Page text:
To Be Young, Gifted, and Black

by Lorraine Hansberry, Robert Nemiroff

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After Lorraine Hansberry’s untimely death, Robert Nemiroff, her former husband and literary executor, edited versions of her writings and adapted them for the stage under the title To Be Young, Gifted, and Black. He also expanded that work into an informal autobiography of the same title. In Nemiroff’s words, the work is “biography and autobiography, part fact, part fiction, an act of re-creation utilizing first person materials as well as, inferentially, autobiographical projections of herself in her characters.”

“Never before, in the entire history of the American theater, had so much truth of black people’s lives been seen on the stage,” James Baldwin said of To Be Young, Gifted, and Black. Characters from Hansberry’s plays, including the character of Lorraine Hansberry, portray and relate various strands of African American life in modern America. Walter Lee, for example, embodies the frustrations of black men trying to cope in an economic system that promises advancement but holds them back because of their race. His sister, Beneatha, is an example of the gifted, intelligent black woman (not unlike Hansberry herself) who aspires to participate fully in the American culture. She also, as does Asagai, the Africanist intellectual, strives to remember her African roots.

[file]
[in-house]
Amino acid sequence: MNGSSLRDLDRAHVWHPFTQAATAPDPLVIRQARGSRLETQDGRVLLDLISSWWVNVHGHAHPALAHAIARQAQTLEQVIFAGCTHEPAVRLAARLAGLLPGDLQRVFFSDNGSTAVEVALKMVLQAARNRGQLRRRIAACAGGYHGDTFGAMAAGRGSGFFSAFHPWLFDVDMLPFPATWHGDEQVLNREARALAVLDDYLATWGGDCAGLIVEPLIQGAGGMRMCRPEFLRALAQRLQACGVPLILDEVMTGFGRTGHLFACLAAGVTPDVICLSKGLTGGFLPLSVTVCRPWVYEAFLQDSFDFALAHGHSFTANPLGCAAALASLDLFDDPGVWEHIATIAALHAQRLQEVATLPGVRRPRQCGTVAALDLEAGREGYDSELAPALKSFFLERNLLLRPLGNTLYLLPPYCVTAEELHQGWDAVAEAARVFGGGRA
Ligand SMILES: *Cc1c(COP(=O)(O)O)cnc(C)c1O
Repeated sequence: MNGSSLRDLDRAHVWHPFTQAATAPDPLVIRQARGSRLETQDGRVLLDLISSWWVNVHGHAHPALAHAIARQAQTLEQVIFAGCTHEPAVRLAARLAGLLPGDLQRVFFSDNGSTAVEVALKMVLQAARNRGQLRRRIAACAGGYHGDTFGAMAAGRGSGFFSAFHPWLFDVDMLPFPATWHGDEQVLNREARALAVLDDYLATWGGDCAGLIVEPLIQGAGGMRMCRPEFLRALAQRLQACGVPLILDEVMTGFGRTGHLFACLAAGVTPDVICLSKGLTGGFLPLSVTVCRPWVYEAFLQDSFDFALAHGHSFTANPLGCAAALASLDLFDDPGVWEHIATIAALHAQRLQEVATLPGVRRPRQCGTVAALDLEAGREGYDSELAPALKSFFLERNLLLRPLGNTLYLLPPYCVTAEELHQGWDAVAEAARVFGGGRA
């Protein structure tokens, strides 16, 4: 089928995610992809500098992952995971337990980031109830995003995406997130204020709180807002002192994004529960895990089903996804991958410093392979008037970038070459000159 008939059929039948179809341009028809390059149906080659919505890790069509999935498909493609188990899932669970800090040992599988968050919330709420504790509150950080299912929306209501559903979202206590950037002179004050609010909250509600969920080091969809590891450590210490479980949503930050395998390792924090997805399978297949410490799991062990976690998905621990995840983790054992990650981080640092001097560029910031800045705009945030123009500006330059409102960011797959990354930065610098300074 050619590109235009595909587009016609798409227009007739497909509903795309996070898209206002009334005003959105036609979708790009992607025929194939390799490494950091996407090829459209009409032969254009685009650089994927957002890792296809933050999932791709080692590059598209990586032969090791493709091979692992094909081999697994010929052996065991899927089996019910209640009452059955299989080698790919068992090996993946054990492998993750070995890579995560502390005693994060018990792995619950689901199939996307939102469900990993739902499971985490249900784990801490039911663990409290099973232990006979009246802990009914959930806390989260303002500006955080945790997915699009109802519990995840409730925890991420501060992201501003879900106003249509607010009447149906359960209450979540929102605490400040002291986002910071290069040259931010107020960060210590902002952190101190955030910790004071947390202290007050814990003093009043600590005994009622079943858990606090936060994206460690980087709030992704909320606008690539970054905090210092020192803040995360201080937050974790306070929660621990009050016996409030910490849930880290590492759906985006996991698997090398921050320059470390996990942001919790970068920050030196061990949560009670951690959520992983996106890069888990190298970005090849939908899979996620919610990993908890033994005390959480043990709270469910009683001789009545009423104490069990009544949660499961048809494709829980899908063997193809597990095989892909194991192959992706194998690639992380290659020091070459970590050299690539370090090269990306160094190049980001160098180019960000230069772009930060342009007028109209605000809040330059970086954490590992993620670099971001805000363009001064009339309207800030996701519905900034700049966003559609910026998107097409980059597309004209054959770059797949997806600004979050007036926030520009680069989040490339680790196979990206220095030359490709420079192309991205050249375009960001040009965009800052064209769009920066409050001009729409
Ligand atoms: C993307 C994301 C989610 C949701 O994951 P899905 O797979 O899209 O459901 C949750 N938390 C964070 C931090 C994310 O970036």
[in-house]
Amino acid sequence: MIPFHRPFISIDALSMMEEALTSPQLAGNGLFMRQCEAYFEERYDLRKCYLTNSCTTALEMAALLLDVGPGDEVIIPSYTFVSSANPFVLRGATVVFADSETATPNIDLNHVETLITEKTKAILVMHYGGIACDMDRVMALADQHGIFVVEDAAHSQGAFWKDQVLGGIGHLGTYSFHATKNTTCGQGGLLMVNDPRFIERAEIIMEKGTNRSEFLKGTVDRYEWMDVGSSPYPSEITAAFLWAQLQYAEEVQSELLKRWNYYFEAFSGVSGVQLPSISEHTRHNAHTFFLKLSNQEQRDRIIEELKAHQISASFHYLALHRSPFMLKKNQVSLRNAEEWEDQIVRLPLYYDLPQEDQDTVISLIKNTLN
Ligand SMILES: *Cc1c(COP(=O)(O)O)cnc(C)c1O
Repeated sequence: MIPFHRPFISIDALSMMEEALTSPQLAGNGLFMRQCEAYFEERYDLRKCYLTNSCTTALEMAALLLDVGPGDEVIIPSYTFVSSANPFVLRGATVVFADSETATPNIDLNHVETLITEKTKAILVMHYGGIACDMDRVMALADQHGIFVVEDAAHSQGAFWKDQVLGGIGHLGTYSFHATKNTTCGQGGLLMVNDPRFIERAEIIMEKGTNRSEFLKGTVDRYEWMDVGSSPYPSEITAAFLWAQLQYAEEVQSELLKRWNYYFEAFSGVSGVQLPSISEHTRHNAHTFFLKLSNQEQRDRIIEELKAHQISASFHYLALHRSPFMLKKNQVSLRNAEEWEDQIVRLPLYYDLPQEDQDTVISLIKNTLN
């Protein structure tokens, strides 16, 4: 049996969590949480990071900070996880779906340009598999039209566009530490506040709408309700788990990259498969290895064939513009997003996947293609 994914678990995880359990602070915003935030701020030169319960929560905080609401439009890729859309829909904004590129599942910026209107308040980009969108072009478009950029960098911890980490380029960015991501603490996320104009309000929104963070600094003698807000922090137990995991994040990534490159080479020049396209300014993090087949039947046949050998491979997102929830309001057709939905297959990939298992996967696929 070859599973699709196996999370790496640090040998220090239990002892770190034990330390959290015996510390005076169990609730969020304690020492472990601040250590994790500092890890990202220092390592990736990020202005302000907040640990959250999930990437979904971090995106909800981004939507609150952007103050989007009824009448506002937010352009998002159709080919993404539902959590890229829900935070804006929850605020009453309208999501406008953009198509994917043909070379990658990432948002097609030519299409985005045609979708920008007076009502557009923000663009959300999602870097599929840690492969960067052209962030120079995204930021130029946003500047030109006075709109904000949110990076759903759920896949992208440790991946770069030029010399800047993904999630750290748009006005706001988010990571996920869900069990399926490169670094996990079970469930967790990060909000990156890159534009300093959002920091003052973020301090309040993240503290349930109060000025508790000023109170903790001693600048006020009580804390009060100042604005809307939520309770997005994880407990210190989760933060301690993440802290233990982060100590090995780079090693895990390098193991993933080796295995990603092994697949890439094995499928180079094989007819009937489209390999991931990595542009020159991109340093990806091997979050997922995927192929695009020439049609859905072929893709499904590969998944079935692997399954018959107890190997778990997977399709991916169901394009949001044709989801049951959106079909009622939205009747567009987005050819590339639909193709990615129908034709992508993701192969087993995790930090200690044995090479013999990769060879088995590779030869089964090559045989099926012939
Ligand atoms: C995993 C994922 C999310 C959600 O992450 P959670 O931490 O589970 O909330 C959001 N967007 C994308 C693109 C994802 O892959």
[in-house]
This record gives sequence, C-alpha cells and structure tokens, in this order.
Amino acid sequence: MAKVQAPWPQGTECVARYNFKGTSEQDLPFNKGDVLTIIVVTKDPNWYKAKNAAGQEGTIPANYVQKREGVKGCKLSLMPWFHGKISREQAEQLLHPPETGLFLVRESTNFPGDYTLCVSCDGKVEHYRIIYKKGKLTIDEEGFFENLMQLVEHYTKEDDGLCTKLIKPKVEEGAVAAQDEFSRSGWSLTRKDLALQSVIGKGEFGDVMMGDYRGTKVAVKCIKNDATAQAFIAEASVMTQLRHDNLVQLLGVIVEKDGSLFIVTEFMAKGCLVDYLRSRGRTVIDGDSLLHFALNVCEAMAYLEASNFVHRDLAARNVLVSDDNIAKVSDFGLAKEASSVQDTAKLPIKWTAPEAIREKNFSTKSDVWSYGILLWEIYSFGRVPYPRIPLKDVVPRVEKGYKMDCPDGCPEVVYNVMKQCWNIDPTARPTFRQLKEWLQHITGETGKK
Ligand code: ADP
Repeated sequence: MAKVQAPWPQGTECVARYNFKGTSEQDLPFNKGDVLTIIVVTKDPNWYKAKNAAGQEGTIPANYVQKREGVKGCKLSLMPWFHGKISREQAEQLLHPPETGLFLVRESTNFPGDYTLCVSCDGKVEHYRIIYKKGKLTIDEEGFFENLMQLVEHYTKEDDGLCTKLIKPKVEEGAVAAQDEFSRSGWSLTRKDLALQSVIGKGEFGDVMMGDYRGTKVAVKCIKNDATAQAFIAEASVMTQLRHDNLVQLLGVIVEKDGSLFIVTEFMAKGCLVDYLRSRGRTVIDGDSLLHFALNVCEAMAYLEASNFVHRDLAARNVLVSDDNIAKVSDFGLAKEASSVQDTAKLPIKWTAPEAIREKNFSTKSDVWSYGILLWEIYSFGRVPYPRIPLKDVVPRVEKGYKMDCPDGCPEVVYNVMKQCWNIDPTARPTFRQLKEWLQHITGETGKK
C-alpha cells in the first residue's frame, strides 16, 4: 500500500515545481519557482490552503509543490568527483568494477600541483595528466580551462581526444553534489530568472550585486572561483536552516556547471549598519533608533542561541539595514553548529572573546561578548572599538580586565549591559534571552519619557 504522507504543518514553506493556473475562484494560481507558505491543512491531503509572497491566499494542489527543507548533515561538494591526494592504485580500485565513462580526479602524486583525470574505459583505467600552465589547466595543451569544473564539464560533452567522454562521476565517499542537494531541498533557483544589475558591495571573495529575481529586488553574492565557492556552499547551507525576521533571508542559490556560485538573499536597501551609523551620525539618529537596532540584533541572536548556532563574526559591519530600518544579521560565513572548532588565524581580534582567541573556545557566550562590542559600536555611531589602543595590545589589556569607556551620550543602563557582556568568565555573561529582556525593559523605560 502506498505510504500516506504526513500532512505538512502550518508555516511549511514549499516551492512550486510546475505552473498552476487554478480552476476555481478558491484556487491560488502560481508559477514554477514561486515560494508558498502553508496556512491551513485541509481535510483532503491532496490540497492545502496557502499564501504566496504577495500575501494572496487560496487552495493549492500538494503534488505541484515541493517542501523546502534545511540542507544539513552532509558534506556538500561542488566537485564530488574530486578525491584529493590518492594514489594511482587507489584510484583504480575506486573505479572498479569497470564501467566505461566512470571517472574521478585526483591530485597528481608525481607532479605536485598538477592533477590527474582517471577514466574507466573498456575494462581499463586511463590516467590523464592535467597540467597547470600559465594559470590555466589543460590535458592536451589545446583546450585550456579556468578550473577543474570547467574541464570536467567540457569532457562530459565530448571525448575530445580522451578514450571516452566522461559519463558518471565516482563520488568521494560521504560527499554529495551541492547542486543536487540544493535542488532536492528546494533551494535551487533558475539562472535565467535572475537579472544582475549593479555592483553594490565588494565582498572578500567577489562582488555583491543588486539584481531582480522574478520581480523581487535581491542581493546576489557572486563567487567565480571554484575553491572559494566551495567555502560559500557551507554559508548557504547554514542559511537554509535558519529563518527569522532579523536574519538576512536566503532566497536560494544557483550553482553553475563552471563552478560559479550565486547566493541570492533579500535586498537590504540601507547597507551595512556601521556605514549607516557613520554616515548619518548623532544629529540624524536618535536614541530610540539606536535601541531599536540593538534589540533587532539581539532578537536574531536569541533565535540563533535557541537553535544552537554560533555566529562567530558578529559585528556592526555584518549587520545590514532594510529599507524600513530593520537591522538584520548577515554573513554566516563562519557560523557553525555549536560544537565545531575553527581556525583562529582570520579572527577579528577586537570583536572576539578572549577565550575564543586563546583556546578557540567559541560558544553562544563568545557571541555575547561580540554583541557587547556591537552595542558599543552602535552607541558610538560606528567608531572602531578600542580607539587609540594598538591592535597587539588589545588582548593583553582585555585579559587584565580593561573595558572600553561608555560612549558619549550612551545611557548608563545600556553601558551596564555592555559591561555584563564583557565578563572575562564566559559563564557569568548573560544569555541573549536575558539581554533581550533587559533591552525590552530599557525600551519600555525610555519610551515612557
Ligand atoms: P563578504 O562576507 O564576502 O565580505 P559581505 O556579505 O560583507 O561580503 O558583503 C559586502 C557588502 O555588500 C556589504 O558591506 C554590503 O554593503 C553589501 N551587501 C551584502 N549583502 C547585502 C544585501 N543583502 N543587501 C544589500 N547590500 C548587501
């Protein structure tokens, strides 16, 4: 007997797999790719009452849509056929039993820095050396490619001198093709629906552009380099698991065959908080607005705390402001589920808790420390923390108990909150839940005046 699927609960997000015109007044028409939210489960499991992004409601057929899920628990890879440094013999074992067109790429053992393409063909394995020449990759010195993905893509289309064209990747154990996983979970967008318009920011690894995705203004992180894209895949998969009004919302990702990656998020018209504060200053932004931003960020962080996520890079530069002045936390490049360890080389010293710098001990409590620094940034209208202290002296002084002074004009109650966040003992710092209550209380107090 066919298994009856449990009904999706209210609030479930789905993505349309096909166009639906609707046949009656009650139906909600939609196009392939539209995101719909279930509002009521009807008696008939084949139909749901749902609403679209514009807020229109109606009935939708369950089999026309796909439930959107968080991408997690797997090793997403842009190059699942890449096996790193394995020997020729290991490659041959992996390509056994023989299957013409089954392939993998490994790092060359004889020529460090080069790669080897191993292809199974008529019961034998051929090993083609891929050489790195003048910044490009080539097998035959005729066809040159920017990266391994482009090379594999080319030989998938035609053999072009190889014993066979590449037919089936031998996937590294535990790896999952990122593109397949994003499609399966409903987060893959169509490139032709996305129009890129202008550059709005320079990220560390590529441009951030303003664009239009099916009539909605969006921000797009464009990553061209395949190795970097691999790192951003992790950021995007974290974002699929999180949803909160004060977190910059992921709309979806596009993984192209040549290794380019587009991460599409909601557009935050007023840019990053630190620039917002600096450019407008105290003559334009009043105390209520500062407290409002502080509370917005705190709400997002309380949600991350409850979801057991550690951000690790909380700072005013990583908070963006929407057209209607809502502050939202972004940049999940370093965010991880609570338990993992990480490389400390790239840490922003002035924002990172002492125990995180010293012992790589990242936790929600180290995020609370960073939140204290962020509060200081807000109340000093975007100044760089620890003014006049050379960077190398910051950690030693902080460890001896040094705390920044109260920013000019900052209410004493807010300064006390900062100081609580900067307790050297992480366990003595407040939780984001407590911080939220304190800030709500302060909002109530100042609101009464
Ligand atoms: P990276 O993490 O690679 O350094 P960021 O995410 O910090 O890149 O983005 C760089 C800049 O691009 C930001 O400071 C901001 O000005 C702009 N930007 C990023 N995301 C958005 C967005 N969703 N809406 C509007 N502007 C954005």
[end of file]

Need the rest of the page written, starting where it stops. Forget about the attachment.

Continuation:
Then there is Sidney Brustein of The Sign in Sidney Brustein’s Window (1964), the play most represented in To Be Young, Gifted, and Black. Sidney, after leading a life of sleepy noncommitment, grows to care about himself and his society; he takes action, political and otherwise, to improve things. This sort of character growth, in one way or another apparent in all of Hansberry’s work, defines her own belief in the possibility for human goodness to prevail. It is this conviction that allows her to anticipate a healing of familial and social ills that comes when people are moved to dedicate themselves to change.

To Be Young, Gifted, and Black also addresses the deep connections between black Americans and emerging African nations, black empowerment, sexual relationships, the generation gap, and black art. Woven throughout To Be Young, Gifted, and Black is the character of Lorraine Hansberry herself, who, at the beginning of the work, states perhaps somewhat despairingly: “I was born on the South Side of Chicago. I was born black and female,” but by the end is proclaiming proudly, “My name is Lorraine Hansberry. I am a writer.” She has ceased allowing the ghetto, with its economic, social, and cultural deprivation, to define her. She has overthrown her enslavement by oppressive sexual stereotypes. In this, the character of Lorraine Hansberry and the playwright are one in the embodiment of a hope for the black race and the female sex. Just as they have, through commitment and perseverance, discovered and defined themselves in name and vocation, so, too, must their people insist on partaking of that vital experience and self-definition that leads to a discovery of self-worth, purpose, and genuine human sympathy.

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